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kiosk built by the late Abdi Pasha on the banks of the small lake of Petersgrad, we paid a visit to the large Bulgarian chiftlik, where the eccentric old Turk used to come down every year and superintend, with much joyous carousing, the making of his wines. Ten gigantic casks, each holding 1000 okes of wine, were annually filled with the best vintages for the use of his own house. Over the crest of a low range of hills, we at last began to descend into the plain of Monastir; but though the lofty peak of Mount Peristeri marked the spot where the city lay, the day was too far advanced for us to reach it before nightfall. So, winding along the spurs of the eastern chain of mountains which flank the plain, we brought up for the night at the pretty little village of Raduwicz, the property of the three Albanian brothers whose hospitality we had already enjoyed at Pyrgos after our second day's journey. Raduwicz occupies, according to local tradition, the site of an ancient Greek town; but besides the fact that there never can have been room for a town in the narrow valley where it lies, cramped up between two spurs of Mount Nidje, no place of importance appears to be mentioned

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in this locality. Possibly the tradition has been invented to enhance the value of one or two Greek relics which have been unearthed by the villagers. The headman of Raduwicz insisted that I should see the anticas. No European had ever yet visited Raduwicz, and I was therefore bound to give my opinion on them. So I trudged with my guide up the hillside to a small Bulgarian church, where I was shown a stone let into the pavement, which bore a Greek inscription. It was, however, so worn by the long traffic of pious feet, that I was quite unable to decipher it; but I saw that the stone had been considerably mutilated in order to fit it into its place. A fossil papas, who was kind enough to try and throw some light on the subject by holding the altar lamp over me, assured me that it was an excellent stone for exorcising evil spirits, but that it was useless to attempt to read the inscription, as it was written in the devil's language. So I retired. The other antica was a medallion let into the wall of a farmyard, showing the heads of two youths in relief, with the fragmentary inscription tov κυκυλλου; but the marksmen of Raduwicz had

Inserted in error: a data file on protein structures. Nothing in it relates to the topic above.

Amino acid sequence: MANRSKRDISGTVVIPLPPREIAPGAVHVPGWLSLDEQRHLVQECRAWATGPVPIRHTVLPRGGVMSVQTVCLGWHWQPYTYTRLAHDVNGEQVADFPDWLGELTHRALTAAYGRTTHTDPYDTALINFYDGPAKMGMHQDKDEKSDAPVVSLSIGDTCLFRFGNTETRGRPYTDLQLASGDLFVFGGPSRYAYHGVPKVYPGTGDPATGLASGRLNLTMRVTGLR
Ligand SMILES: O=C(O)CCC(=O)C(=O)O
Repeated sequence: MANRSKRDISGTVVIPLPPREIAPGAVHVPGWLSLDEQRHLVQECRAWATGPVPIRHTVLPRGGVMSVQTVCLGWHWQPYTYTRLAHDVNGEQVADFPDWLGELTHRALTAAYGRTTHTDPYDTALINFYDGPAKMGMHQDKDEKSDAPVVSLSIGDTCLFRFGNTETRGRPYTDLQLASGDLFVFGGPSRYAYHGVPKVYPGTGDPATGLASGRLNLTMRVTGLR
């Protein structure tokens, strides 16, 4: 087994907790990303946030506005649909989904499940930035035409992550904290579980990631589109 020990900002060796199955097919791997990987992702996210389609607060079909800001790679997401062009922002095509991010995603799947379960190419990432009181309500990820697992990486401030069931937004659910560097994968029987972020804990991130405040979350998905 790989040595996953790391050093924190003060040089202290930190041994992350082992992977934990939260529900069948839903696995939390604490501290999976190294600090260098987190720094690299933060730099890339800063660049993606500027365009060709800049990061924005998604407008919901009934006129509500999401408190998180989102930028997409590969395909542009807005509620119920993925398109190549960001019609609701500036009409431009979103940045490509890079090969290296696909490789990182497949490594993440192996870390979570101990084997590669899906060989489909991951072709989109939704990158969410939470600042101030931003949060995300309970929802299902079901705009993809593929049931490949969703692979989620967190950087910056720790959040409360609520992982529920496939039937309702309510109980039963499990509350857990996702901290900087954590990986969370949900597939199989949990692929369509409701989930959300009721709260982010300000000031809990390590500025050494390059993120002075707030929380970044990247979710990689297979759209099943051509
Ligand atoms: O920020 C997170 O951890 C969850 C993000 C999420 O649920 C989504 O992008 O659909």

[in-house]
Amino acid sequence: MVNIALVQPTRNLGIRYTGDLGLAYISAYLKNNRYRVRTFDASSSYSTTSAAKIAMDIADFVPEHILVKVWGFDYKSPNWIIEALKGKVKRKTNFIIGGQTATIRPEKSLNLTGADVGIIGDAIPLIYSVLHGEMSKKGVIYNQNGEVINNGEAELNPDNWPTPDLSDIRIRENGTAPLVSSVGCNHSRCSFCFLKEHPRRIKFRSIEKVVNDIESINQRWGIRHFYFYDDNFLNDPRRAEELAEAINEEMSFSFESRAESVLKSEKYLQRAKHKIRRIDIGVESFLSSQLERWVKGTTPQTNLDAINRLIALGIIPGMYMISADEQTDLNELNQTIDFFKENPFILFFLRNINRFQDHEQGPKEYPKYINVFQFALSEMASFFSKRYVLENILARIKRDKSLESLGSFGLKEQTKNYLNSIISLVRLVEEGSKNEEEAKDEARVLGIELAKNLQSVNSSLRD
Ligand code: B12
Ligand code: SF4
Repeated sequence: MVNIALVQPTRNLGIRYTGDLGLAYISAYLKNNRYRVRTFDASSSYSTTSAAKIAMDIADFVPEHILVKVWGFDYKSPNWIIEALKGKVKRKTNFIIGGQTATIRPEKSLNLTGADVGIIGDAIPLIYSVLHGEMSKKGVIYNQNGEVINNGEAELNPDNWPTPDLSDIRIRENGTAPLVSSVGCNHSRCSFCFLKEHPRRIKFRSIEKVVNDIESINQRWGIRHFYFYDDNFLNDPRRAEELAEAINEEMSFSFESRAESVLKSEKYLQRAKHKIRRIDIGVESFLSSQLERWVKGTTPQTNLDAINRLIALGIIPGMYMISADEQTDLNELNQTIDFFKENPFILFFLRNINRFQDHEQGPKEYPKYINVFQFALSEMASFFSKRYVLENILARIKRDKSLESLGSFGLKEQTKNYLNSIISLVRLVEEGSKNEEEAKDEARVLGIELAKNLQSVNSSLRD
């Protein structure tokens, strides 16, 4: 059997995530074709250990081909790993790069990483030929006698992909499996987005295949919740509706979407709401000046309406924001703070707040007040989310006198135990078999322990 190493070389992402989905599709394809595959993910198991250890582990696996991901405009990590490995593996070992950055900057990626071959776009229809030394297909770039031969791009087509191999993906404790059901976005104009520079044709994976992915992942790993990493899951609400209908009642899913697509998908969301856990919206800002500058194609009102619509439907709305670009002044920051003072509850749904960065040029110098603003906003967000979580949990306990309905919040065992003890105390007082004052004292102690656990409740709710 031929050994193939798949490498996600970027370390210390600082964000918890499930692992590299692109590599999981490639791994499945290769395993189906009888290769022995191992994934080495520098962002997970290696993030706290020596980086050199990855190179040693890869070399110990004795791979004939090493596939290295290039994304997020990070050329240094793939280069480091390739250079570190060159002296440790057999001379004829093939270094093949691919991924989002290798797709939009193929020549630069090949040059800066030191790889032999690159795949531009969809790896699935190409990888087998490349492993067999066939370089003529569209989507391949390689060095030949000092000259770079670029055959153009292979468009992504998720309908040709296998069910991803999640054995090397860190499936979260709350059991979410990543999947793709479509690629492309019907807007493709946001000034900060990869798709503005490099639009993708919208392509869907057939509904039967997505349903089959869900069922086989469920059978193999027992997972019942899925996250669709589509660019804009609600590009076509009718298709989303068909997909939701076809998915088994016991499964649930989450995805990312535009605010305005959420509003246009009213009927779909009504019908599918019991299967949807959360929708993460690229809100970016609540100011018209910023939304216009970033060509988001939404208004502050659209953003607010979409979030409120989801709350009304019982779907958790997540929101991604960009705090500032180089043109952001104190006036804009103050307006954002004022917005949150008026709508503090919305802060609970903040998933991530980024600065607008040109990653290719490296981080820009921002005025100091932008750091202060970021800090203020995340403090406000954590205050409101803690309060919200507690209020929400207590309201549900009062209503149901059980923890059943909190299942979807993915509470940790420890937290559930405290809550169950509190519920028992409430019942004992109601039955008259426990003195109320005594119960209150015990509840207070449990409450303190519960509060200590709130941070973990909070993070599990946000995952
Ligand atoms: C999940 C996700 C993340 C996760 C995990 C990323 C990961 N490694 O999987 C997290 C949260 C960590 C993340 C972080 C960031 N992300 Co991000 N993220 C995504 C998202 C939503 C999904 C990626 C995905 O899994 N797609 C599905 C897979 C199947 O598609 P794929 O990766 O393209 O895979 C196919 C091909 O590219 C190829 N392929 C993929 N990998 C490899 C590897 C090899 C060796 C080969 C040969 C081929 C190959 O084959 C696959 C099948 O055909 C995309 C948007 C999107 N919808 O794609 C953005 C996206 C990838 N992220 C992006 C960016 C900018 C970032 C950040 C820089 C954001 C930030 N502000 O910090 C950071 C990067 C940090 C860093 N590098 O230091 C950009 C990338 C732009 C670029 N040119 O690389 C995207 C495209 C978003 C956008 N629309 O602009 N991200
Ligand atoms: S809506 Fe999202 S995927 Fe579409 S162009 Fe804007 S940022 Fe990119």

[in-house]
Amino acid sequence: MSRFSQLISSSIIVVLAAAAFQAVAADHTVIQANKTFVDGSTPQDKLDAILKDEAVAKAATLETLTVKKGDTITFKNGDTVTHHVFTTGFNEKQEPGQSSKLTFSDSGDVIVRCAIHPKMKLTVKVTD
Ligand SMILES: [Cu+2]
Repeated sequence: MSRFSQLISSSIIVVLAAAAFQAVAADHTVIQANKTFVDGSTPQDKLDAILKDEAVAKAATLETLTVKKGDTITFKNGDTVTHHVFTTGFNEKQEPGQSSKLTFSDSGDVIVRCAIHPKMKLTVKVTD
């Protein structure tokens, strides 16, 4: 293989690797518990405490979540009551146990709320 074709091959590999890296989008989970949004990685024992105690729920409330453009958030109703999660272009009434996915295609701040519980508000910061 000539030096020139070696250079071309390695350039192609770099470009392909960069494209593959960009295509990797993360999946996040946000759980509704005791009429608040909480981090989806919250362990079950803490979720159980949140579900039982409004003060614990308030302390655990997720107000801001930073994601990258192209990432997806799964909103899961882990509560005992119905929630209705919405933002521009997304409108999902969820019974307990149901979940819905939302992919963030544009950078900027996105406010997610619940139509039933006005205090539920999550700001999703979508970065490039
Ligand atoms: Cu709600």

evidently selected the unoffending youths as a target, and their faces were so disfigured that it was impossible to judge of the artistic value of the workmanship.

Only a faint streak of light over the eastern hills heralded the approach of day as we set out the next morning to complete the last étape of our journey; but the sun was already high in the heavens before we reached the imperial road, which leads, or ought to lead, were it only completed in the middle, from Salonica to Monastir, and following the broad avenue of poplars, soon found ourselves in the large square of stately barracks which mount guard over the entrance to the city.

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A PRETTY little city is Monastir. At the foot of the defile which leads from Macedonia into central Albania, backed by bold and lofty mountains already capped with winter snows, it lies half buried amid foliage in an emerald-green valley ; . graceful domes and minarets, stately barracks, and clusters of bright white houses, hedged in with dark-green walnut-trees and glistening silver poplars and orchards rich with all the varied hues of autumn, while bubbling streams fresh from their alpine homes leap merrily through its sunny streets and picturesque bazaars. In its crowded thoroughfares may be met all the motley costumes of European Turkey,—the fair-haired Bulgarian enveloped in his shapeless grey cloak and hood, the

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gaunt slouching Wallach shepherd in his grimy fustanella, the proud Albanian highlander bristling with pistols and daggers, the squalid Iberian Jew, the sharp-eyed Greek merchant in seedy European clothes, the solemn beturbaned Turk in flowing kaftan; for Monastir-or, as the Christian prefers to call it, Bitolia—is the meetingpoint of many nations. As on most Macedonian cities, the curse of many tongues, and many races, and many creeds, has fallen heavily upon it. With a population which certainly does not exceed 35,000 souls, and which some put down at little over 25,000, it boasts nearly a dozen different communities, with separate aspirations, separate interests, and separate hatreds. There are Bulgarians who speak Bulgarian, and have joined the Bulgarian schism; there are Bulgarians who speak Bulgarian and share the political aspirations of the schismatics, but have not yet thrown off their allegiance to the Greek Patriarchate ; finally, there are Bulgarians who have been so far Hellenised as to speak the Greek tongue in preference to their own, and profess the Hellenic creed, both religious and political—but their number is small, and daily

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